Kim Huynh, Bina D’Costa and Katrina Lee-Koo. Los niños y la conflictividad global. Barcelona: Institut Català Internacional per la Pau, 2017.

In September 2015 the image of Aylan Kurdi, a three-year-old Syrian Kurdish boy lying lifeless on the Turkish beach of Bodrum, was seen around the world and stirred people’s consciences regarding the terrible situation of children in contexts of armed conflict and displacement.

In the face of simplifying perspectives, this book charts a complex path that ignores the view relegating children to the condition of victims and recognizes them as subjects with their own decision-making capacity, even in the most extreme conditions such as armed conflicts.

Los niños y la conflictividad global (“Children and Global Conflict”) is based on the idea of childhood as a historically and geographically located social construct, without renouncing the centrality of children’s rights as a core concept around which child protection policies must be developed. These policies must generate spaces for empowerment and participation so that children can develop as subjects.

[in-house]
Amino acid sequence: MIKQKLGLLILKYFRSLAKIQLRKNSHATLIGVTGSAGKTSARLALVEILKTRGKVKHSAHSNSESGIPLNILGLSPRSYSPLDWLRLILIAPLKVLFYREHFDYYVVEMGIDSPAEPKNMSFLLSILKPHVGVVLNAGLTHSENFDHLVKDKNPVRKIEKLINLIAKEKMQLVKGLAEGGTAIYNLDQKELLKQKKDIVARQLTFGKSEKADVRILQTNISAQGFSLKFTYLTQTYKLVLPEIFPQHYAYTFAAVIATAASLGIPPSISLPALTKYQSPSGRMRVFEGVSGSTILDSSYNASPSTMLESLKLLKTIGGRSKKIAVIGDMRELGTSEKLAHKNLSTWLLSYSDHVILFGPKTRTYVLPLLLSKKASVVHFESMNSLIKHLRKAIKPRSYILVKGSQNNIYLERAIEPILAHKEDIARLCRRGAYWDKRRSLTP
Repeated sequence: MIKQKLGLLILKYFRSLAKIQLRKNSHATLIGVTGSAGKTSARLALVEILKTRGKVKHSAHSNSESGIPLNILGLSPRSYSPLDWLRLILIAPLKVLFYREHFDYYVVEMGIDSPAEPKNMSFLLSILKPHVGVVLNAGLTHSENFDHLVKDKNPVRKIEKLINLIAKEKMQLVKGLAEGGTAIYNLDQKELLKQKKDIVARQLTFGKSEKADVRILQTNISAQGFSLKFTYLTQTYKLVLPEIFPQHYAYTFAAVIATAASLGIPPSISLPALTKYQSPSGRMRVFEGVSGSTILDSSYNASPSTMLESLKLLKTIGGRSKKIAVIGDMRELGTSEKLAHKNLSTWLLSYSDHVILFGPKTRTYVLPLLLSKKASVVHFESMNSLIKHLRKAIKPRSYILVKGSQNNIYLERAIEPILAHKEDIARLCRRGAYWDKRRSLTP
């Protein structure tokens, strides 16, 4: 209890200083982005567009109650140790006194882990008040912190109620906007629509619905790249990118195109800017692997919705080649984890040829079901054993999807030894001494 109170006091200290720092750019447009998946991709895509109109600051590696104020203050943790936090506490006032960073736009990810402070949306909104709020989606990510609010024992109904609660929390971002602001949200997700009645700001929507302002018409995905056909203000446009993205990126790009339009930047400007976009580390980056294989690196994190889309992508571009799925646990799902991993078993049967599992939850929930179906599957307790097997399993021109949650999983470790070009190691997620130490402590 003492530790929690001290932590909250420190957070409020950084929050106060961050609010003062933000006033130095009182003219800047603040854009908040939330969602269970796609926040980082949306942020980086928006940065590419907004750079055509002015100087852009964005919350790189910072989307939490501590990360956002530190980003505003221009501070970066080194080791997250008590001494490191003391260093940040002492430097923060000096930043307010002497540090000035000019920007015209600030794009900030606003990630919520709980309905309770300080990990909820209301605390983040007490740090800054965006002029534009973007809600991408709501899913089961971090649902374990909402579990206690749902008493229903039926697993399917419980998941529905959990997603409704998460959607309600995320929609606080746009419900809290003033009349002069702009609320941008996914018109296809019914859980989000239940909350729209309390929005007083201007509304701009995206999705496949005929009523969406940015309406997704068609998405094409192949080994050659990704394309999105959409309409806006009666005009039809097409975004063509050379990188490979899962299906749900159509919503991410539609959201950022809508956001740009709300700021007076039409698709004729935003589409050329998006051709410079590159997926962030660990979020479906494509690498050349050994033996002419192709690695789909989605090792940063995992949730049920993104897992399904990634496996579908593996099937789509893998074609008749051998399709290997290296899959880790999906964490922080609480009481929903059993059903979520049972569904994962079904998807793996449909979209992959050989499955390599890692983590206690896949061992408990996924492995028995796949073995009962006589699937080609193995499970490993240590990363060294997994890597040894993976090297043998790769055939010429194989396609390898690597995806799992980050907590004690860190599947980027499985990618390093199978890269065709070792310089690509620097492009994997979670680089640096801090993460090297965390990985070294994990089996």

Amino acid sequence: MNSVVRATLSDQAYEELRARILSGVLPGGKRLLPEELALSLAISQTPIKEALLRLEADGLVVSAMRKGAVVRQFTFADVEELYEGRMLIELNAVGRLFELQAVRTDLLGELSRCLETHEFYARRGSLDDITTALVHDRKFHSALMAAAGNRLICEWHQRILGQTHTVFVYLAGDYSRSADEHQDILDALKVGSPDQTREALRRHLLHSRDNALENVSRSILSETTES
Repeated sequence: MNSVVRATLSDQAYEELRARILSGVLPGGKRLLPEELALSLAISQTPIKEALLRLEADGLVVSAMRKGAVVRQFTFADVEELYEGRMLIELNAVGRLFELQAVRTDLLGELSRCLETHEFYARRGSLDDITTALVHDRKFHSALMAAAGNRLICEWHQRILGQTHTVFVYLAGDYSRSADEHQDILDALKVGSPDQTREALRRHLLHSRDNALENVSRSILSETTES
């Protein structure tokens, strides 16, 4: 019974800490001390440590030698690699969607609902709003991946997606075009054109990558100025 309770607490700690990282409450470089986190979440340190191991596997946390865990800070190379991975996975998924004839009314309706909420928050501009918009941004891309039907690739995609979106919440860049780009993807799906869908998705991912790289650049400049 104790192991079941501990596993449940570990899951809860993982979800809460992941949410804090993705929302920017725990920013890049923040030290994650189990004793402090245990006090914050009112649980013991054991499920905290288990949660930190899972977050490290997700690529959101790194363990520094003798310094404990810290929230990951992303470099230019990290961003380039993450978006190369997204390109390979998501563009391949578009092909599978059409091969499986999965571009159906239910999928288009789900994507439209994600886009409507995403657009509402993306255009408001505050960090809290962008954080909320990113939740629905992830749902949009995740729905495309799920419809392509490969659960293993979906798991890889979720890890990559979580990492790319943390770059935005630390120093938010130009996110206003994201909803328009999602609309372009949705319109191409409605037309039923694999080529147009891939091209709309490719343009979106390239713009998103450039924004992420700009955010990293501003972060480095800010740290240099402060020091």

This book contributes to the critical and uninhibited debate in the vast field of peace and security, placing the voices and experiences of children as political subjects at the heart of reflection and of the strategies to be pursued.

The authors

Kim Huynh is Lecturer in Politics and International Relations at the Australian National University. He is the author of Where the Sea Takes Us (2008) and Vietnam as if (2015).

Bina D’Costa is a Fellow at the Peace, Conflict and War Studies Programme at the School of International, Political and Strategic Studies, the Australian National University. Recent publications include Children and Violence: Politics of Conflict in South Asia (2015).

Katrina Lee-Koo is a Senior Lecturer in International Relations at Monash University. She teaches and researches in the areas of security studies and the gender/identity politics of conflict and post-conflict zones. She is co-author (with Anthony Burke and Matt McDonald) of The Ethics of Global Security (2014).